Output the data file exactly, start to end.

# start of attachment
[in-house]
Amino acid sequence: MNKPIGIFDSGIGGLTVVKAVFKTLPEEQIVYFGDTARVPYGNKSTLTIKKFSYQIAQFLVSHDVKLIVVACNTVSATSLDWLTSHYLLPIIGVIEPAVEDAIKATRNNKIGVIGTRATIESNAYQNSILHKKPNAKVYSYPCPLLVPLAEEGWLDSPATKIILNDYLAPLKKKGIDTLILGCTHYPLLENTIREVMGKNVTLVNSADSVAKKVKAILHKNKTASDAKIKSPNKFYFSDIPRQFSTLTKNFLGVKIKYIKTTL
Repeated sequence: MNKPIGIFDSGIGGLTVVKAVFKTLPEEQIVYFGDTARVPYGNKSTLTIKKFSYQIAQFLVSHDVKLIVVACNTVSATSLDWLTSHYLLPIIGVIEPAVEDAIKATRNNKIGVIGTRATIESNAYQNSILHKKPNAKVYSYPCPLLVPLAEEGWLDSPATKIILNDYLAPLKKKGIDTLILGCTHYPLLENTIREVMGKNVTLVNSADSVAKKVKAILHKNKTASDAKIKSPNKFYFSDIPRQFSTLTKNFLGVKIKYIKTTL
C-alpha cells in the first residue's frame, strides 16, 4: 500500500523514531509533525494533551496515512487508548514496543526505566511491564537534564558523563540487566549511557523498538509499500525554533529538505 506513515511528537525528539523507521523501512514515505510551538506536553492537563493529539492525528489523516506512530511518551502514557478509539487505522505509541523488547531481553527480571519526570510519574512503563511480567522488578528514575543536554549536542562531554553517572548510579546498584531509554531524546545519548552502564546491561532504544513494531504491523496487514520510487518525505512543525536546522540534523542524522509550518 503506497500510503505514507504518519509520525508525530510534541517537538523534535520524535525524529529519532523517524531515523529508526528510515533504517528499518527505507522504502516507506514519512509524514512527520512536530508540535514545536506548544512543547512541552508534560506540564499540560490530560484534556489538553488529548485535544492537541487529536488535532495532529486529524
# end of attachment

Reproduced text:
[in-house]
Amino acid sequence: MNKPIGIFDSGIGGLTVVKAVFKTLPEEQIVYFGDTARVPYGNKSTLTIKKFSYQIAQFLVSHDVKLIVVACNTVSATSLDWLTSHYLLPIIGVIEPAVEDAIKATRNNKIGVIGTRATIESNAYQNSILHKKPNAKVYSYPCPLLVPLAEEGWLDSPATKIILNDYLAPLKKKGIDTLILGCTHYPLLENTIREVMGKNVTLVNSADSVAKKVKAILHKNKTASDAKIKSPNKFYFSDIPRQFSTLTKNFLGVKIKYIKTTL
Repeated sequence: MNKPIGIFDSGIGGLTVVKAVFKTLPEEQIVYFGDTARVPYGNKSTLTIKKFSYQIAQFLVSHDVKLIVVACNTVSATSLDWLTSHYLLPIIGVIEPAVEDAIKATRNNKIGVIGTRATIESNAYQNSILHKKPNAKVYSYPCPLLVPLAEEGWLDSPATKIILNDYLAPLKKKGIDTLILGCTHYPLLENTIREVMGKNVTLVNSADSVAKKVKAILHKNKTASDAKIKSPNKFYFSDIPRQFSTLTKNFLGVKIKYIKTTL
C-alpha cells in the first residue's frame, strides 16, 4: 500500500523514531509533525494533551496515512487508548514496543526505566511491564537534564558523563540487566549511557523498538509499500525554533529538505 506513515511528537525528539523507521523501512514515505510551538506536553492537563493529539492525528489523516506512530511518551502514557478509539487505522505509541523488547531481553527480571519526570510519574512503563511480567522488578528514575543536554549536542562531554553517572548510579546498584531509554531524546545519548552502564546491561532504544513494531504491523496487514520510487518525505512543525536546522540534523542524522509550518 503506497500510503505514507504518519509520525508525530510534541517537538523534535520524535525524529529519532523517524531515523529508526528510515533504517528499518527505507522504502516507506514519512509524514512527520512536530508540535514545536506548544512543547512541552508534560506540564499540560490530560484534556489538553488529548485535544492537541487529536488535532495532529486529524